Fall Pet Safety Tips
It’s easy to enjoy the crisp, fresh air of fall after a long summer heat wave, but there are still a variety of pet safety hazards you need to be aware of. To keep your pet healthy and happy this fall season, consult the tips below and be sure to let us know if you have any other seasonal concerns!
Be on the Lookout for Parasites
While the temperature might be dropping, fleas, ticks, and mosquitoes don’t give up quite that easily. In fact, they can often go dormant during the fall and winter and reemerge when the temperature exceeds 40 degrees. Therefore, year-round parasite protection for your pet is a must!
Additional ways you can prevent parasite infestations is to avoid walking your pet through forested areas and allowing leaves, branches, and other yard debris to accumulate and become ideal hiding spots for ticks.
Keep Rodenticides Off Your Property
If you have a rodent problem, look for safer alternatives to rat poison and other toxic rodenticides that your pet can easily ingest. These poisons are lethal! Also be sure to check around your house or other areas in case you have neighbors that frequently place rat poison outside. If you suspect that your pet has ingested rat poison, call us immediately at (317) 900-7723 or contact the Pet Poison Helpline at (855) 764-7661.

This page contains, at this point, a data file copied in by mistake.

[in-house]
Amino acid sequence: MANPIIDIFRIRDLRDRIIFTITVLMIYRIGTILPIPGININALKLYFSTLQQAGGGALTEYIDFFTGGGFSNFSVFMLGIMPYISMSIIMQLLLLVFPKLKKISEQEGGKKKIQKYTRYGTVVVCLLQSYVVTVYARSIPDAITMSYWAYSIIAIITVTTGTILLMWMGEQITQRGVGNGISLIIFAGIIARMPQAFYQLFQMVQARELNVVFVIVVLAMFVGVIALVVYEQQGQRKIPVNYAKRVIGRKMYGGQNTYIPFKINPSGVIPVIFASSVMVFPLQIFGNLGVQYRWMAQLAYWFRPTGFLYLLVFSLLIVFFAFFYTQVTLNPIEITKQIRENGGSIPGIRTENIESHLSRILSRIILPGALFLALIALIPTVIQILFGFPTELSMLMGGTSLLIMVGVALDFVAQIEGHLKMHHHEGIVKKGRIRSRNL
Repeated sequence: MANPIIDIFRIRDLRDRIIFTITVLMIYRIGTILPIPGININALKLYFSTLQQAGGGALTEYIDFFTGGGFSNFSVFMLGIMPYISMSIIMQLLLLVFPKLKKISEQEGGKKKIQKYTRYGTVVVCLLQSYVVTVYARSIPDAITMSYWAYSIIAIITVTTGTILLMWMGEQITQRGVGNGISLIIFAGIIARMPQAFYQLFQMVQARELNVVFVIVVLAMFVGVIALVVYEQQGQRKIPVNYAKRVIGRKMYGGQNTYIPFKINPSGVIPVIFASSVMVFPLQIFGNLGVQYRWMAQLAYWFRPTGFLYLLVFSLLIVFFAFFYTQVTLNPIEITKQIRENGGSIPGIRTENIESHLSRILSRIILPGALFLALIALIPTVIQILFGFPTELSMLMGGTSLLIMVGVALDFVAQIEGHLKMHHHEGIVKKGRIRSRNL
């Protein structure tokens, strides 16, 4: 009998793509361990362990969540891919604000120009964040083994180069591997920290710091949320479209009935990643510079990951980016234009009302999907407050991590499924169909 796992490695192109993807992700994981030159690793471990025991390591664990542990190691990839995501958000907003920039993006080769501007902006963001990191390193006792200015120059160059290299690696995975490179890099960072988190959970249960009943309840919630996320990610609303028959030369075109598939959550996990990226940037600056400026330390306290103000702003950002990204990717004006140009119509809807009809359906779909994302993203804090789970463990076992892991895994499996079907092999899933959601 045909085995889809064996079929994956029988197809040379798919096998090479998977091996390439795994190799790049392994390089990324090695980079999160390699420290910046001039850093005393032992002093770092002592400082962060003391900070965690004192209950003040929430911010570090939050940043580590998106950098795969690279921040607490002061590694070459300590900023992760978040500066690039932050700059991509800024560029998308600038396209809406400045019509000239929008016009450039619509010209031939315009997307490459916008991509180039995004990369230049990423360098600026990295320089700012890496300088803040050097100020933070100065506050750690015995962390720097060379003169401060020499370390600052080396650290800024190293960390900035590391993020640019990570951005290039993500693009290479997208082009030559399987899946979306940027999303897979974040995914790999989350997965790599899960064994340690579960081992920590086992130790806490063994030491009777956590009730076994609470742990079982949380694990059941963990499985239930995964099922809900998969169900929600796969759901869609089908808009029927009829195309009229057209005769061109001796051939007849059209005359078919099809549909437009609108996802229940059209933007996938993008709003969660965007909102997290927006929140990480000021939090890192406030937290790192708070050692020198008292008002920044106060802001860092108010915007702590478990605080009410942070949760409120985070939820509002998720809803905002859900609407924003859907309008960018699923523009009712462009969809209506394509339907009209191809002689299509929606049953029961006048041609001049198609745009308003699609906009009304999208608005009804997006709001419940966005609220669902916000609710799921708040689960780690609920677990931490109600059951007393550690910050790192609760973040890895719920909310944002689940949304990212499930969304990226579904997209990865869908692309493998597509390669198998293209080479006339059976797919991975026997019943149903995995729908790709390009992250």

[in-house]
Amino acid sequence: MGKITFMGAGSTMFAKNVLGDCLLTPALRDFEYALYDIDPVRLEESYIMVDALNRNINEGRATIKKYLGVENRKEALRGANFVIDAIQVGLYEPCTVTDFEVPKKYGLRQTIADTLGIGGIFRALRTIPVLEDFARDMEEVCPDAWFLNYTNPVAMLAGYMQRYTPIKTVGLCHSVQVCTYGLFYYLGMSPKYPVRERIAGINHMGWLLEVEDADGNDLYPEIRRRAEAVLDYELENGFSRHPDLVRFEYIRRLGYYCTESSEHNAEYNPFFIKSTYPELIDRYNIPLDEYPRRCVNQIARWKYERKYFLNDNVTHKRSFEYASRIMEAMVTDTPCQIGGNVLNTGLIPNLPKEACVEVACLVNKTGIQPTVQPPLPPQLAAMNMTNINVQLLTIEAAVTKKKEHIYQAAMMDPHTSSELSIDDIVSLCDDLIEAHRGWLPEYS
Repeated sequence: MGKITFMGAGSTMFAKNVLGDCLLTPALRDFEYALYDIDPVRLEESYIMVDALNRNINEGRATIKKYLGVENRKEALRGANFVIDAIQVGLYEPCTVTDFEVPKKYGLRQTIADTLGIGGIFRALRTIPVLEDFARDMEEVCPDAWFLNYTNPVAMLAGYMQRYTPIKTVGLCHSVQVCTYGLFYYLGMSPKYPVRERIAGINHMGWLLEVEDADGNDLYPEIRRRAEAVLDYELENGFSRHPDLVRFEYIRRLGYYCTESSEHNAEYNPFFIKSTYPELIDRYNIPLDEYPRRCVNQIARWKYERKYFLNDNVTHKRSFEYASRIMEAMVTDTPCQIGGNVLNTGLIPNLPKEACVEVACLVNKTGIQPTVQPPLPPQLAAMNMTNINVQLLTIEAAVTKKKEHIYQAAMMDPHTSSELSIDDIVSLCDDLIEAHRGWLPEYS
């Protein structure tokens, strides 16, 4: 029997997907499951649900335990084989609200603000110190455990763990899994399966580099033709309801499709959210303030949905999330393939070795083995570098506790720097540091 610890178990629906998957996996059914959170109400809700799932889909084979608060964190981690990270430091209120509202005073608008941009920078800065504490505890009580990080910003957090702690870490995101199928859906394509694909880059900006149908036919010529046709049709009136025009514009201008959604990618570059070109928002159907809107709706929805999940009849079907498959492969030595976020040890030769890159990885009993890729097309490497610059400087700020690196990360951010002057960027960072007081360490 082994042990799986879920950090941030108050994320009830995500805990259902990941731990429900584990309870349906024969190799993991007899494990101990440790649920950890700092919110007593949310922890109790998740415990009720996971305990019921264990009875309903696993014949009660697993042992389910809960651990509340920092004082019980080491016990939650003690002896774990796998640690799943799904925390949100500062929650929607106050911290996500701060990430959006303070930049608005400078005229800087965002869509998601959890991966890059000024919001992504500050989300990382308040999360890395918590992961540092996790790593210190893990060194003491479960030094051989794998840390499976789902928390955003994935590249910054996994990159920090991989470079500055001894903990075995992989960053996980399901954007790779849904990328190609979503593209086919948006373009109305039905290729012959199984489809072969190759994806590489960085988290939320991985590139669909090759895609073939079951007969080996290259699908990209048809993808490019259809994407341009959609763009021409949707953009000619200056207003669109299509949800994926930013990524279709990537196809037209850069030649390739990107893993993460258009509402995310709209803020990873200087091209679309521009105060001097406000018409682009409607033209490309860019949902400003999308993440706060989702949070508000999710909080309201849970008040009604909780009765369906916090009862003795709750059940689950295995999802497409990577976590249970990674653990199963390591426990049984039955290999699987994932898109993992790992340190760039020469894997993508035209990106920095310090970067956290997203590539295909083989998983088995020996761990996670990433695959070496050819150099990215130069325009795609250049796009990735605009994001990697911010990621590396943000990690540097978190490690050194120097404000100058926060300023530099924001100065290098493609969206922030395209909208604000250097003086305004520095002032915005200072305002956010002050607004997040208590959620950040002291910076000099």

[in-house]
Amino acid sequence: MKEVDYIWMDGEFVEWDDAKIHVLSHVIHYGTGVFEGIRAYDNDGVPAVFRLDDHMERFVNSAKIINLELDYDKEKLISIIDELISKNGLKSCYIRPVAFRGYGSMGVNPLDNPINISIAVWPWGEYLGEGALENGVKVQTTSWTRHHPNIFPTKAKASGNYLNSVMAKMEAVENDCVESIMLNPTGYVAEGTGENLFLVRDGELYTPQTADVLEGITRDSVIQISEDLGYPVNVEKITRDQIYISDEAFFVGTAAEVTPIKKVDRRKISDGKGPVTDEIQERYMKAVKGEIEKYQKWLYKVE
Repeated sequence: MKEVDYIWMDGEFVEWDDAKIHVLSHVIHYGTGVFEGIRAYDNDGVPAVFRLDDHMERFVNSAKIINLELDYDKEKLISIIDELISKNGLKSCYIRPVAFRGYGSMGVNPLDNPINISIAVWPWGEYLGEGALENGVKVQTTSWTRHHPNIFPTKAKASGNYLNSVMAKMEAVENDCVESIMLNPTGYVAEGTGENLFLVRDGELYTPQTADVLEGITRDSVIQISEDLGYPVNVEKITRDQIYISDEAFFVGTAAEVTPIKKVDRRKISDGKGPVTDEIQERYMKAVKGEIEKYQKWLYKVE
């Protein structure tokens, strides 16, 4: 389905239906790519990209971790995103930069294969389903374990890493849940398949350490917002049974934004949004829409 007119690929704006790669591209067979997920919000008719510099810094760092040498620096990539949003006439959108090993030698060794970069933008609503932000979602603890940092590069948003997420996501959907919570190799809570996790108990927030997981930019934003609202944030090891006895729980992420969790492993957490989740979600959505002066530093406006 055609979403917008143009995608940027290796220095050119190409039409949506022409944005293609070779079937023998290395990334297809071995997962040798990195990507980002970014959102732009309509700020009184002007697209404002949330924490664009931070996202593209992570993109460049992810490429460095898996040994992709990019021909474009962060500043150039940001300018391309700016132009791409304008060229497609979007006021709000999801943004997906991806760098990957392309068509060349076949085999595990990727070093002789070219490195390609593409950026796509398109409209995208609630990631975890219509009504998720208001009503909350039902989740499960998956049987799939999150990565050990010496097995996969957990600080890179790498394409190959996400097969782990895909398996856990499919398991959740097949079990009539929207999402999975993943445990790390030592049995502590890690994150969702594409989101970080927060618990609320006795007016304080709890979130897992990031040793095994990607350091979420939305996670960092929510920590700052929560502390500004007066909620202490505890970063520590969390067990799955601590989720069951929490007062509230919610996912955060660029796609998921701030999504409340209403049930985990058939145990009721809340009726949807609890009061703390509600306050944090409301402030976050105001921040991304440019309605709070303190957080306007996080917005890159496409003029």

Mushrooms and Wildlife
Fall is often a rainy season, and with moisture comes mushrooms. You may find these dotting your lawn or concealing themselves under shrubs and trees. Certain wild mushrooms can be extremely poisonous for animals and people if they are eaten. These include the death cap, angel of death, false parasol, beefsteak (false morel), and toadstool mushrooms. Pets that ingest these may not show clinical signs for several hours. Aside from gastrointestinal distress, consuming poisonous mushrooms can cause liver failure, seizures, coma, and death. If you think your pet ate a poisonous mushroom, call us or reach out to the Pet Poison Helpline.
Wildlife such as deer, raccoons, coyotes, and foxes can spread disease. Check for animal droppings around your property and don’t allow your pet to drink from standing puddles of water, which may contain leptospirosis and other infectious bacteria. Raccoons, coyotes, foxes and bats can also spread rabies, which is often fatal. Don’t leave your pet outdoors by themselves and if possible, build a fence around your yard to keep wildlife out.
As the temperature increases, so does the need for antifreeze. Keep antifreeze containers tightly sealed and in a secure place; this is a highly toxic substance and can be fatal for pets. Clean up spills and puddles just in case, too!